Polish historian: War in Europe was never to reoccur
We had hoped World War II would be a warning for humanity, first of all for the Europeans, who had so recently experienced its atrocities. War in Europe was never to have reoccurred, told Dr. Robert Derewenda, Director of the Lublin Bureau of the National Remembrance Institute, a lecturer at the John Paul II Catholic University of Lublin. Dr. Derewenda was interviewed on the Day of Remembrance for Victims of the German Nazi Concentration Camps and Death Camps. Since 2006, this day has been commemorated across Poland on June 14.
“The current situation resonates with today’s commemoration of the Day of Remembrance for Victims of the German Nazi Concentration Camps and Death Camps. Never would we expect that today, in the 21st century, war could reoccur. This war threatens the Ukrainian nation in the heart of Europe. We had hoped that World War II would serve as a warning for humanity, first of all for the Europeans, who had only recently experienced its atrocities. The war was only meant to be learned about from books. War in Europe was never to have happened again,” stressed Dr. Derewenda.
Director of the IPN in Lublin observed that today, at the onset of an ongoing conflict in Ukraine, we must be made aware of the dire ramifications of any war. “During World War II, inhumane atrocities did not happen right away. Humans crossed ever new lines. The occupation of Austria, Czechoslovakia and Poland was soon followed by the invasion of other countries. Concentration camps which were established first gave rise to the comprehensive death and extermination machine; what started off as concentration camps turned into death camps.”
The researcher pointed to the wave of fake news and manipulation in the communications media concerning the situation in Ukraine. The historian stressed that just as during World War II, today one notices efforts to justify military action to diminish responsibility for the crimes committed. “While during World War II the identification of the perpetrators was indisputable, once the war was over this began to change. It was pointed out that perhaps if it had not been for the consent and tacit approval of other nations the Holocaust might not have happened. Attempts were made to relativize the responsibility of the Germans for the crime machine that they not only set in motion, but also carried out until the very last days of the war. Today one can also observe attempts at manipulation. During World War II, the Germans used ideology to justify their operations, while today the Russian side is looking for some justification to invade Ukraine and take hold of its sovereign lands at the price of murdering people. It is difficult to convince the victims, but the perpetrators create a certain space to assuage their remorse. We know this from the time of the Second World War,” emphasized Dr. Derewenda.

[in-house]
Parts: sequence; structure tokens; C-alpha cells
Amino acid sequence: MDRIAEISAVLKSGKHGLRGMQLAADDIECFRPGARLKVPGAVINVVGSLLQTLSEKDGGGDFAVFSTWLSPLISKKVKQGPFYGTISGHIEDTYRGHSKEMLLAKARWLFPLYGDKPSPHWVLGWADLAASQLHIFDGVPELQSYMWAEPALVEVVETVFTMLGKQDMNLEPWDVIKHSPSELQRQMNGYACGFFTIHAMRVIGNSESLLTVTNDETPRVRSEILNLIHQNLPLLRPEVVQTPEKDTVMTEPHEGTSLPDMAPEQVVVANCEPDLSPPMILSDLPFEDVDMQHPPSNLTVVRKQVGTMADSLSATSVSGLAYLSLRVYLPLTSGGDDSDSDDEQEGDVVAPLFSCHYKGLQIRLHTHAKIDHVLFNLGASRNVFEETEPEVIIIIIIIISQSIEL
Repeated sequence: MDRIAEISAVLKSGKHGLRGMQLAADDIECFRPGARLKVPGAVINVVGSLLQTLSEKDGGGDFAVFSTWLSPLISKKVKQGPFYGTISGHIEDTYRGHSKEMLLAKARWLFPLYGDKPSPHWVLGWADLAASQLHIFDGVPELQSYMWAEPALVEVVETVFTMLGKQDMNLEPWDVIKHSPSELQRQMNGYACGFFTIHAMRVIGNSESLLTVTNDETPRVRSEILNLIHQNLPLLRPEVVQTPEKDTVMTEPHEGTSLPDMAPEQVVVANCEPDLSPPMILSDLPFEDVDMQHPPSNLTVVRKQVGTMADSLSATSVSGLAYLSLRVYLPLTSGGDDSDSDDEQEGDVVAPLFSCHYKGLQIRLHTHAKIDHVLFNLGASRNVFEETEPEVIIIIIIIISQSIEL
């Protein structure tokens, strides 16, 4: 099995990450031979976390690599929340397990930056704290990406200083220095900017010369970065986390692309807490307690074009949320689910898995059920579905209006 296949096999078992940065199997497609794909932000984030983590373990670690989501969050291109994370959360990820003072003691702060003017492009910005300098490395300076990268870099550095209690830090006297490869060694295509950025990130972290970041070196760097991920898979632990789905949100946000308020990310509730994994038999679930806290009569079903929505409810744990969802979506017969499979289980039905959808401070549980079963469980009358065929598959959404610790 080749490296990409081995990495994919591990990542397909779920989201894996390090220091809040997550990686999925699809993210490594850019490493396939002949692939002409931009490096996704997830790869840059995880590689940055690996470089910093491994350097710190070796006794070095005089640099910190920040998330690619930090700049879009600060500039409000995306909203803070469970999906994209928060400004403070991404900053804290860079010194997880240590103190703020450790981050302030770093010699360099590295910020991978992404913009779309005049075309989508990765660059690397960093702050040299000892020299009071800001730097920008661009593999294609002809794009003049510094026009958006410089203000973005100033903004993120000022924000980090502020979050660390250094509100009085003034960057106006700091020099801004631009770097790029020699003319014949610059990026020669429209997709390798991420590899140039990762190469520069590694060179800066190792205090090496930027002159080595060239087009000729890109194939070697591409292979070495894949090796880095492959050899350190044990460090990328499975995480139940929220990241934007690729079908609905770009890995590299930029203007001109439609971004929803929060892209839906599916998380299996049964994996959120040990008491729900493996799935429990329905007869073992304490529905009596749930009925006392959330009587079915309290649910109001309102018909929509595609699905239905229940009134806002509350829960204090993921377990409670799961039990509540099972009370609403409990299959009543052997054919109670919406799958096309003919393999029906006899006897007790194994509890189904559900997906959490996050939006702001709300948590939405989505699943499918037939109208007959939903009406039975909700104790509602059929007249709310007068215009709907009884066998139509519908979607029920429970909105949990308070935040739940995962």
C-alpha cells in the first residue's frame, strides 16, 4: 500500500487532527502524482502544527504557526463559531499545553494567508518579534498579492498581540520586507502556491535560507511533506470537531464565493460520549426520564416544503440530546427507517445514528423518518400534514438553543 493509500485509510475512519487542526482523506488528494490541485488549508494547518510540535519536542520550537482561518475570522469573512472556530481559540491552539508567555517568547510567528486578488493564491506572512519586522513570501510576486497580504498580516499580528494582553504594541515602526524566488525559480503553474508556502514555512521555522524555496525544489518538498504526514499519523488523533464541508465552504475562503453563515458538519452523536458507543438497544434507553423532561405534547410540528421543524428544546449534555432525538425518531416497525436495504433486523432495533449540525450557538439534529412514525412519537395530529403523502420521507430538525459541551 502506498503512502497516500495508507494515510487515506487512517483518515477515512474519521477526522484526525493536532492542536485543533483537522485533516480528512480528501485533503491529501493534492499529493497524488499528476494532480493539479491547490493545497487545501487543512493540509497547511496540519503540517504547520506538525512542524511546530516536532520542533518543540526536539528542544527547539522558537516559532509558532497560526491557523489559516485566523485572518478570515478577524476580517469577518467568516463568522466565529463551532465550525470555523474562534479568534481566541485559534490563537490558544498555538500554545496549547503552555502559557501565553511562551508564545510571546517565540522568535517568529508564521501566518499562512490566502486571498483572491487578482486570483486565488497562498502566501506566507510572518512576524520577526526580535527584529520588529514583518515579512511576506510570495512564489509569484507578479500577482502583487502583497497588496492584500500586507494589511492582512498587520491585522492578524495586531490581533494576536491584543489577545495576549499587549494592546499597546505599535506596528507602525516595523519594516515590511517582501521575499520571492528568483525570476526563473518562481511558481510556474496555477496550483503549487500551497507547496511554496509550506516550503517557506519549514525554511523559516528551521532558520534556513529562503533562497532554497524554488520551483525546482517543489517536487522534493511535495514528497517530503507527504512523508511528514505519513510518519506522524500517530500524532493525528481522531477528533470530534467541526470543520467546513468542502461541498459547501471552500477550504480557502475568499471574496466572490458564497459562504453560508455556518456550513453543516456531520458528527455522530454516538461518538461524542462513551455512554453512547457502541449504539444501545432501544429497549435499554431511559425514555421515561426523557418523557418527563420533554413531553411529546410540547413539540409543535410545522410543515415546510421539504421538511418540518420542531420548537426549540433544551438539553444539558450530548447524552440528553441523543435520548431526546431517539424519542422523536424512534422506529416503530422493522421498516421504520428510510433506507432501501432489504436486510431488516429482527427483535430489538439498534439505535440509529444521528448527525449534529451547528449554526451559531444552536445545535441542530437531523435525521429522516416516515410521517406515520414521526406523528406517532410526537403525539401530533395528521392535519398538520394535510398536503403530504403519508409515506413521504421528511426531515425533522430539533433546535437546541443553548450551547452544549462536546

“Today we are on the cusp of a certain process that has been set in motion in Ukraine. However, a question arises whether as Europe or as the world we will be able to stop further escalation of Vladimir Putin’s actions, or whether will we allow this dictator to go further?” asked the scholar.
The central celebrations of the Day of Remembrance for Victims of the German Nazi Concentration Camps and Death Camps will begin in the Pawiak Prison Museum in Warsaw. After a shared prayer, the participants will lay wreaths at the Warsaw-based Mausoleum of Concentration Camps Victims at Powązki Military Cemetery. The day will see a number of festivities and special events across Poland.
Director of the Museum in Treblinka Edward Kopówka notices that the Day of Remembrance for Victims of the German Nazi Concentration Camps presents an opportunity for paying joint homage to the victims of the most dreadful places. He stresses that “It is a time of a joint reckoning with the atrocity of that time. This year the celebrations in the Museum in Treblinka will be attended by a group of German citizens from Saxony-Anhalt. We will plant a tree together in the Korczak Woods to commemorate Janusz Korczak, his wards and collaborators on the 80th anniversary of his death. This will be a time of reconciliation, understanding and a joint call for peace.”
“+Never Again+ is the motto of the Museum in Treblinka. It seems that the modern world has failed to hear this message. Today we all live in the shadow of an ongoing war. We see that it leads to destruction, cruelty and human tragedy. Television has kept us abreast of what is happening in Ukraine for over a hundred days now. We can see with our own eyes what war entails. War is not mere history. A question arises, however, why has this history repeated itself? Why has this dreadful war lasted so long? What can be done to stop it so that peace can prevail?” – asked Director of the Museum in Treblinka.
The Day of Remembrance for Victims of the German Nazi Concentration Camps and Death Camps is held on June 14 to mark the first mass transportation of 728 Poles from the prison in Tarnów to the German Nazi Concentration Camp Auschwitz. As of 2006 the anniversary has been celebrated as the National Day of Remembrance for Victims of the Nazi Concentration Camps. In 2015, in line with historical truth about the nature of the camps and the perpetrators of the crimes committed there, Polish Parliament (Sejm) renamed it the National Day of Remembrance for Victims of the German Nazi Concentration Camps and Death Camps.